Independent Mental Health Advocacy (IMHA)
What is Independent Mental Health Advocacy?
Independent Mental Health Advocacy was introduced under the Mental Health Act 2007. From April 2009 there has been a legal duty to provide Independent Mental Health Advocates (IMHAs) for all eligible people. An IMHA is an independent advocate who is specially trained to work within the framework of the Mental Health Act 1983 to support people to understand their rights under the Act and participate in decisions about their care and treatment.
Who can be supported by an IMHA?
You can receive the support of an IMHA if you are:
- Detained under the Mental Health Act (even if you are currently on leave of absence from hospital) excluding sections 4, 5(2), 5(4), 135 or 136
- A conditionally discharged restricted patient
- Subject to Guardianship under the Act or
- Are receiving Supervised Community Treatment (SCT).
You can also receive support from an IMHA if you are not covered by any of the above but are:
- Being considered for a treatment to which section 57 applies (“a section 57 treatment”)
- Under 18 and being considered for electro-convulsive therapy or any other treatment to which section 58A applies (“a section 58A treatment”).
How can an IMHA help me?
POhWER’s trained and qualified IMHAs can help you to understand:
- The provisions of the legislation under which you qualify for an IMHA,
- The rights and safeguards you are entitled to,
- Any conditions or restrictions you are subject to,
- The medical treatment being given, proposed or discussed and the legal authority under which this would be given,
- The requirement that would apply in connection with the treatment,
- Your rights under the Mental Health Act and how these can be exercised.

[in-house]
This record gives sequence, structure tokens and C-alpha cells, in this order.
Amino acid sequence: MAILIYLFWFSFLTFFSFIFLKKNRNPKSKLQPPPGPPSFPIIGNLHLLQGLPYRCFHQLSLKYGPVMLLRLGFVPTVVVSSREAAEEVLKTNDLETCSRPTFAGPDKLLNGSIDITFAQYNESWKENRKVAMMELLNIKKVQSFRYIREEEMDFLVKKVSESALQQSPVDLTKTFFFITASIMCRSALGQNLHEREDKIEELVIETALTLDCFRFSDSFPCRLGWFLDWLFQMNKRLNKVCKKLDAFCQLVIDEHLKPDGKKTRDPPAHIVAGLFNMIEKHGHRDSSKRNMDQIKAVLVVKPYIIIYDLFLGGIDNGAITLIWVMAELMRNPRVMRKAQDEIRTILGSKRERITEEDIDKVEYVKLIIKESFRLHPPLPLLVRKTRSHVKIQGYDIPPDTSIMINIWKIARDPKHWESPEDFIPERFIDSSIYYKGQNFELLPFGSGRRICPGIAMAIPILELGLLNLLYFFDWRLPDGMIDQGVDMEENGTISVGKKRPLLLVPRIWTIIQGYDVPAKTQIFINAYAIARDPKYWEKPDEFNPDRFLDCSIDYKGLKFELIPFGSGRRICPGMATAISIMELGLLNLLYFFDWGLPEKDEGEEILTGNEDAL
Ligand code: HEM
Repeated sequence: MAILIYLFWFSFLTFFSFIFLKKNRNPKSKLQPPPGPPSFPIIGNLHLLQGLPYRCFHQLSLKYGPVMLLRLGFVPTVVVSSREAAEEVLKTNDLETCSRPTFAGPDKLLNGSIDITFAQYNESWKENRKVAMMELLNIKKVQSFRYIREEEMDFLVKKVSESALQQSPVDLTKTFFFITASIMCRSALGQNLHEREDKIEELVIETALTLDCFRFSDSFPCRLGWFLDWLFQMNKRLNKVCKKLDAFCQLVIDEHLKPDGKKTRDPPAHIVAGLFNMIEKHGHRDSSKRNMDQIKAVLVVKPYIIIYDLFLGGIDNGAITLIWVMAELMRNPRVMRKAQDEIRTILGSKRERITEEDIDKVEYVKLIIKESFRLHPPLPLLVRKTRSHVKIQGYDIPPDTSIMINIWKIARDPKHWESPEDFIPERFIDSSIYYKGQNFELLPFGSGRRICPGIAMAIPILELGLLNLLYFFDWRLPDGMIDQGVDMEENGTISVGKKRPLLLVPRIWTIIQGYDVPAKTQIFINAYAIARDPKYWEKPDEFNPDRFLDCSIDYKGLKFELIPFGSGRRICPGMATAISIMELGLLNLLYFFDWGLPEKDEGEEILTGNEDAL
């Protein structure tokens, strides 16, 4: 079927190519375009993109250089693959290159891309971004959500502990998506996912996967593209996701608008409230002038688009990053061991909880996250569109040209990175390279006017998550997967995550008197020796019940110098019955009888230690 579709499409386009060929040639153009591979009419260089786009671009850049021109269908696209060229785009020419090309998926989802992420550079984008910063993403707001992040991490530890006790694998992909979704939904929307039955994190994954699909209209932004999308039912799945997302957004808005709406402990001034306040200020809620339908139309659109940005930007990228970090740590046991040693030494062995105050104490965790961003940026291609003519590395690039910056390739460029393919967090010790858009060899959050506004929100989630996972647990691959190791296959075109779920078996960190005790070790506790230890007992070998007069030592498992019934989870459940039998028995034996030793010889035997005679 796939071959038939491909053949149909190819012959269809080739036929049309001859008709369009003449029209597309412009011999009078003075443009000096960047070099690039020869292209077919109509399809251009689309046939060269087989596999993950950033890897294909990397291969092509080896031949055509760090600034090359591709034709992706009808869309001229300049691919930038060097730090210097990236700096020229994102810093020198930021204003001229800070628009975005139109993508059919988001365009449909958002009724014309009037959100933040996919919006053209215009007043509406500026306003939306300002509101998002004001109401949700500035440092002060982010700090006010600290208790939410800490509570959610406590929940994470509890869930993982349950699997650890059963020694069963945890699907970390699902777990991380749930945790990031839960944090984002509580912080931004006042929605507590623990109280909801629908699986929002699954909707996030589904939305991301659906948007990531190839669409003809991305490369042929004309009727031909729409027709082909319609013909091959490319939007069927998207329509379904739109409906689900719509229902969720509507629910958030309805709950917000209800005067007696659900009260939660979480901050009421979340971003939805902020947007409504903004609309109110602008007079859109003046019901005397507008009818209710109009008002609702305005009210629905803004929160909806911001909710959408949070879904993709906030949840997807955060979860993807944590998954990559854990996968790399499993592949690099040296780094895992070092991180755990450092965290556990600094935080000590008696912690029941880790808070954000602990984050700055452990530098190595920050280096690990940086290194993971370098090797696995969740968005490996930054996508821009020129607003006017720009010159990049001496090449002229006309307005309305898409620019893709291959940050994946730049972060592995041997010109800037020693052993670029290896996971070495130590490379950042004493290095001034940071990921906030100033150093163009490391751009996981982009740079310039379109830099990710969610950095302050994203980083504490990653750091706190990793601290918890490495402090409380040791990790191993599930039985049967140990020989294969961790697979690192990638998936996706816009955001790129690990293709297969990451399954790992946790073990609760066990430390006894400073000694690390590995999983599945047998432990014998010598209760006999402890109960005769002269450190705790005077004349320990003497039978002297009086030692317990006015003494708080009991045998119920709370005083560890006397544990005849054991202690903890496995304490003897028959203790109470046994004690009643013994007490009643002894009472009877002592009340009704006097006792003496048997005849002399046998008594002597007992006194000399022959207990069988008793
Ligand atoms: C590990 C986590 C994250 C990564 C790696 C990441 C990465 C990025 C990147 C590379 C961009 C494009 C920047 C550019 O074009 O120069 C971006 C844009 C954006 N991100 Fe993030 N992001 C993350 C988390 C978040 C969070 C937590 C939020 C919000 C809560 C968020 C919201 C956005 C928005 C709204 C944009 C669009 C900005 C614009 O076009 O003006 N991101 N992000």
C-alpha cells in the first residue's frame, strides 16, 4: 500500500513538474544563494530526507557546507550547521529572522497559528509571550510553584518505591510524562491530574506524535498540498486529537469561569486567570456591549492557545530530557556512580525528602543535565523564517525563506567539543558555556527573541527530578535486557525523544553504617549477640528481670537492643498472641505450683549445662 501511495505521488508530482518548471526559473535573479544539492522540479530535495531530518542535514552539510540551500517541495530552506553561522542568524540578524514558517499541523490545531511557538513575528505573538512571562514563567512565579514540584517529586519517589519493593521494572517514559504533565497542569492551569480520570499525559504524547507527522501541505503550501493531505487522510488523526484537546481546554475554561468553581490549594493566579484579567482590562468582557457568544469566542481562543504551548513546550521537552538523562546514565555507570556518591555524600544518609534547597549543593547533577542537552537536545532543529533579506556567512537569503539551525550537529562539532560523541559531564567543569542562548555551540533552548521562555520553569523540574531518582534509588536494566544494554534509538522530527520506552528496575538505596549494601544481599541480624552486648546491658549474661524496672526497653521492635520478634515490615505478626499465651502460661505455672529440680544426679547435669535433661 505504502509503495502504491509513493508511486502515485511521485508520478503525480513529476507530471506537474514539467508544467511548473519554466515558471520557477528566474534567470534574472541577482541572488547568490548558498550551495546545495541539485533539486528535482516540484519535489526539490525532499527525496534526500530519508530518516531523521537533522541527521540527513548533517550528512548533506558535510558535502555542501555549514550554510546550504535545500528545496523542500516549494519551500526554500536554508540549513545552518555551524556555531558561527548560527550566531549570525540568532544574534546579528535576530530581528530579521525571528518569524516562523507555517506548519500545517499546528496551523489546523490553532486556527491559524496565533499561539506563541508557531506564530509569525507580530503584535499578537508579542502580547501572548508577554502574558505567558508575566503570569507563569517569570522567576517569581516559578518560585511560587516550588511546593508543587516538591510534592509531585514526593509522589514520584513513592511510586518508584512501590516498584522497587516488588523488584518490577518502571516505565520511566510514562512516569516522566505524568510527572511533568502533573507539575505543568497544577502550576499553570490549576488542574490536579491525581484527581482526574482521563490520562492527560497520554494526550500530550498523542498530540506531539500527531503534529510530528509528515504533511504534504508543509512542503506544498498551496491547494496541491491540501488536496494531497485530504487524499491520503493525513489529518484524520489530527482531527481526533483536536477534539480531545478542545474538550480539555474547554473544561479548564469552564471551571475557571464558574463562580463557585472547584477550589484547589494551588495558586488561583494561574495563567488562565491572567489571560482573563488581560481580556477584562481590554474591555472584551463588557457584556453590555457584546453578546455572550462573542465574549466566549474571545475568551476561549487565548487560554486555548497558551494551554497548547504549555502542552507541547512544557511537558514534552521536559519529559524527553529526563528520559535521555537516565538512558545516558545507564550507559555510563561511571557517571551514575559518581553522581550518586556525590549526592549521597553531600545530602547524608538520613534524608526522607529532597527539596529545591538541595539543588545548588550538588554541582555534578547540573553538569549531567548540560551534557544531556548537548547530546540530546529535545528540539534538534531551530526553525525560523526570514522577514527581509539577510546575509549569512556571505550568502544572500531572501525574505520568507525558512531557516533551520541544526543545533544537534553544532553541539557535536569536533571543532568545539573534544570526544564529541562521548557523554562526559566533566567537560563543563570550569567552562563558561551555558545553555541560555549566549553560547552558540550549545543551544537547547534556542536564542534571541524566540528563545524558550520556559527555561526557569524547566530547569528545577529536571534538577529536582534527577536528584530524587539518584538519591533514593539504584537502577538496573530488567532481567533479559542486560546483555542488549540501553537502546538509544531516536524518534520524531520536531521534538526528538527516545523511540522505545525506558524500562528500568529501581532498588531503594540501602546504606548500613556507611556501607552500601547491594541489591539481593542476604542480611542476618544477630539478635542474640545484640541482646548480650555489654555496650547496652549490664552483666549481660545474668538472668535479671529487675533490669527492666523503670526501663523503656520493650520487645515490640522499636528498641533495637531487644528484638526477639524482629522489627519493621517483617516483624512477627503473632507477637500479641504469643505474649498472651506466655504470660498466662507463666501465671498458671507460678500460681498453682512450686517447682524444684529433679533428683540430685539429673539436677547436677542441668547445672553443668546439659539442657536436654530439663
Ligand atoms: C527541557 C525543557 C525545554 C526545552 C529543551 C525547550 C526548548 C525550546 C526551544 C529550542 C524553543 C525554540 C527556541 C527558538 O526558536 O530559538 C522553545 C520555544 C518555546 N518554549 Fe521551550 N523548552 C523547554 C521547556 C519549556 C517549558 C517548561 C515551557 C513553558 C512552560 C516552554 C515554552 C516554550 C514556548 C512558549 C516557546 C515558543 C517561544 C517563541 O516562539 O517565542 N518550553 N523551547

Our IMHA can also support you to:
- Access information and better understand about what is happening to you,
- Explore options, make informed decisions and actively engage with decisions,
- Articulate your own views,
- Participate in the decisions that are made about your care and treatment,
- Prepare for meetings and tribunals,
- Communicate with staff.
What rights do IMHAs have?
IMHAs have the right to:
- Have access to wards and units on which patients are resident,
- See patients in private unless the patient is under close observation or in seclusion, or clinical staff advise against it for reasons of the IMHA’s or the patient’s safety,
- Attend relevant meetings with staff at the request of the patient.
How do I get support from an IMHA?
Certain people responsible for your care, such as hospital managers, have a duty to inform you about the IMHA service. Nearest relatives should also be informed unless a patient requests otherwise. If you think you qualify for this service you can contact our Independent Mental Health Advocacy service or ask a member of the ward staff, responsible clinician, or Approved Mental Health Professional to refer you for IMHA support.